Meet a Manatee: Lorelei

Gentle and social, she sometimes exhibits an independent streak

Lorelei the manatee
Lorelei was born in captivity at the Miami Seaquarium and currently lives at the Ellie Schiller Homosassa Springs Wildlife State Park.

Lorelei has the distinction of being the first manatee born in captivity in the state of Florida. She was born on May 3, 1975 to — appropriately — parents Romeo and Juliet at the Miami Seaquarium. Lorelei also lived at The Living Seas at Epcot/Walt Disney World in Orlando and now she resides at the Ellie Schiller Homosassa Springs Wildlife State Park in the clear headwaters of the Homosassa River.

Because Lorelei was born in captivity and knows nothing of the challenges found in the wild, she has not been considered a good candidate for release. Manatees are no longer allowed to breed in captivity because the space at rehabilitation facilities is needed to treat injured manatees and because captive-born manatees generally have had more difficulty acclimating to life in the wild. Before the U.S. Fish and Wildlife Service implemented that policy in 1991, Lorelei gave birth to a male calf named Hugh, who now lives at Mote Marine Laboratory in Sarasota with another manatee named Buffett.

The staff at the Homosassa Springs Wildlife State Park say that Lorelei has a very gentle personality and is fairly social. She is a regular at education programs and will entertain the crowd, and perhaps herself, by rolling over on her back while accepting nutritional treats. She is often seen resting with Ariel and Electra, the other manatees at the park, but Lorelei has an independent streak and will sometimes head off by herself. She’s also known for swimming laps from one end of the spring to the other — often incorporating a barrel roll as a flourish when she executes her turns.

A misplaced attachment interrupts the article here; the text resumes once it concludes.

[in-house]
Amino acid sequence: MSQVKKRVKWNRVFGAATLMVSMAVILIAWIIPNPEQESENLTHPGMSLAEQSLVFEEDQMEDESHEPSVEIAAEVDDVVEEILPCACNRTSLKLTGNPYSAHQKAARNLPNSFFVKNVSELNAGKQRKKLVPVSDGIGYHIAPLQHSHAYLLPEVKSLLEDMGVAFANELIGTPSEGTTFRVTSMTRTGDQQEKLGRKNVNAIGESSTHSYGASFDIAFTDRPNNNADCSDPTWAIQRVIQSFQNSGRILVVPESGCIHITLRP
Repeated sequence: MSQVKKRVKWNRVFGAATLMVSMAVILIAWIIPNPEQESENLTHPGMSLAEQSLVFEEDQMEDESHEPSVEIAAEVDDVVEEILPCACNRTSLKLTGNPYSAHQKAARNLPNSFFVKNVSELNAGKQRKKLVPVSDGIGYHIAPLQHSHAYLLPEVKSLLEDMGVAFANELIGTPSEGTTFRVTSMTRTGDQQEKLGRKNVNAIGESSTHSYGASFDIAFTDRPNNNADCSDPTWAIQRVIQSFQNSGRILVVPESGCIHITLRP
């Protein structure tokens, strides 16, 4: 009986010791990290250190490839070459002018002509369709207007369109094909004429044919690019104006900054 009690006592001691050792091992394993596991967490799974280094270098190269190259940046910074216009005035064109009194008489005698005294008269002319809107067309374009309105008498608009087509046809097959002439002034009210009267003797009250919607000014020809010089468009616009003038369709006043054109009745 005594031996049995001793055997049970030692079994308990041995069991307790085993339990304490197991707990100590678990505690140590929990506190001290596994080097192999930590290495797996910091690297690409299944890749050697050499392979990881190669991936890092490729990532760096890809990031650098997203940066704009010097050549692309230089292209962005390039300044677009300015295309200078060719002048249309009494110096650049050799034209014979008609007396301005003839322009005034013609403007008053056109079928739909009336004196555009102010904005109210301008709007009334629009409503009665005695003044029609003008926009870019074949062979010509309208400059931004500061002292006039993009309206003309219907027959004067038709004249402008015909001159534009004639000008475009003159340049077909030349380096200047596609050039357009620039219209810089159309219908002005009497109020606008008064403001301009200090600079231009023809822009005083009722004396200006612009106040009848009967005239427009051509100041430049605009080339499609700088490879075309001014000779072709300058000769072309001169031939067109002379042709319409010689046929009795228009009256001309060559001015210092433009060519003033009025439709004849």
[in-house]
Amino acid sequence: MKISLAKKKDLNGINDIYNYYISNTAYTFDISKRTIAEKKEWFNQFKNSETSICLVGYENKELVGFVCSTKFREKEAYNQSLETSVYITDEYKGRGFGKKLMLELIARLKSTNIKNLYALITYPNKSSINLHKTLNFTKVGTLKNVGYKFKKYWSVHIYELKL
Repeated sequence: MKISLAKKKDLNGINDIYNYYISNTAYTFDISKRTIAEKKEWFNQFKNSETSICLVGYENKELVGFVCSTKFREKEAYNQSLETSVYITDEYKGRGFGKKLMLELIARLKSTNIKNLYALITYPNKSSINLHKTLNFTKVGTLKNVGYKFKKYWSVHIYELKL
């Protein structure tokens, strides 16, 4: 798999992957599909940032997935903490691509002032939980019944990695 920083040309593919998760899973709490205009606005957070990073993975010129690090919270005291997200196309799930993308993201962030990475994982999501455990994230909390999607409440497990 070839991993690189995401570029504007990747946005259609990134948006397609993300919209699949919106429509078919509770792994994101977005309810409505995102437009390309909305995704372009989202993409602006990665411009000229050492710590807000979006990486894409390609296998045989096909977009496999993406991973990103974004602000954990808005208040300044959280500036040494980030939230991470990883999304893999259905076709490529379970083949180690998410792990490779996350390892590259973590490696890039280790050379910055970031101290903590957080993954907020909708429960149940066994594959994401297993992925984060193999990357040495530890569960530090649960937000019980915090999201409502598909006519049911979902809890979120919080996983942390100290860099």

Lorelei the manatee
Park staff report that if the other manatees at the park are not fast enough, Lorelei eats all the lettuce!

Homosassa’s manatee “fish bowl” with its observation deck and underwater viewing area sits over the Homosassa spring head. Homosassa Springs is a first magnitude spring, releasing 72° F groundwater at a rate of at least 100 cubic feet per second (64 million gallons per day). This may seem like a lot, but the amount of flow from the spring has decreased over the years due to human demands for water.

From November through March, Lorelei, Ariel, and Electra share their spring habitat with manatees living in the wild. At that time, Lorelei and the other girls are transferred to a smaller area of the spring for the winter. Their new accommodations include a supplemental heater, which the manatees love! After the transfer, gates that separate the park’s manatees from the wild herd are opened, and they remain open throughout the winter. In the spring, the gates are lowered, and Lorelei and the other captive manatees get the entire spring back for themselves. Save the Manatee Club helped purchased the new gates to ensure protection of, and manatee access to, warm water springs, since protecting manatee habitat is one of the most effective ways to protect manatees.

During the winter, Lorelei, Ariel, and Electra receive their bi-annual health assessments, and Dr. Ray Ball, the park’s veterinarian, was pleased with their condition this year. Several months ago, Dr. Ball started a new diet that included coastal hay. The hay is closer to the natural vegetation the manatees would be eating in the wild and provides them with more fiber than they would get from eating romaine lettuce alone. Park staff report that Dr. Ball is very pleased with the success of the new diet, and other facilities are now looking into incorporating coastal hay into their manatee’s diets. The park staff is also experimenting with an eel grass restoration project as a natural filtration system to improve water quality at the spring. Manatees are herbivores (plant-eaters), feeding on a large variety of submerged, emergent, and floating plants, and eel grass is one of the freshwater vegetation plants they eat in the wild. Once the grasses are determined to be thriving, the manatees will be allowed access to it. The waterway at the park has also been producing a good amount of native duckweed this summer, and the manatees love it. As the duckweed floats downstream, the manatees spend time grabbing it off the surface before it floats too far away.

In November 2015, the gates to the main spring were opened and the wild manatees were allowed into the park. The wild manatees are extremely curious and could often be seen people watching as they peeked through the underwater observatory windows. In turn, Lorelei, Ariel, and Electra were curious about the wild visitors and were often seen hanging out by the fence area observing them. Park staff reported that Lorelei was in a very playful mood this last winter and was seen rolling upside down and playing in the water. And if the other girls were not fast enough, Lorelei would eat all the lettuce!

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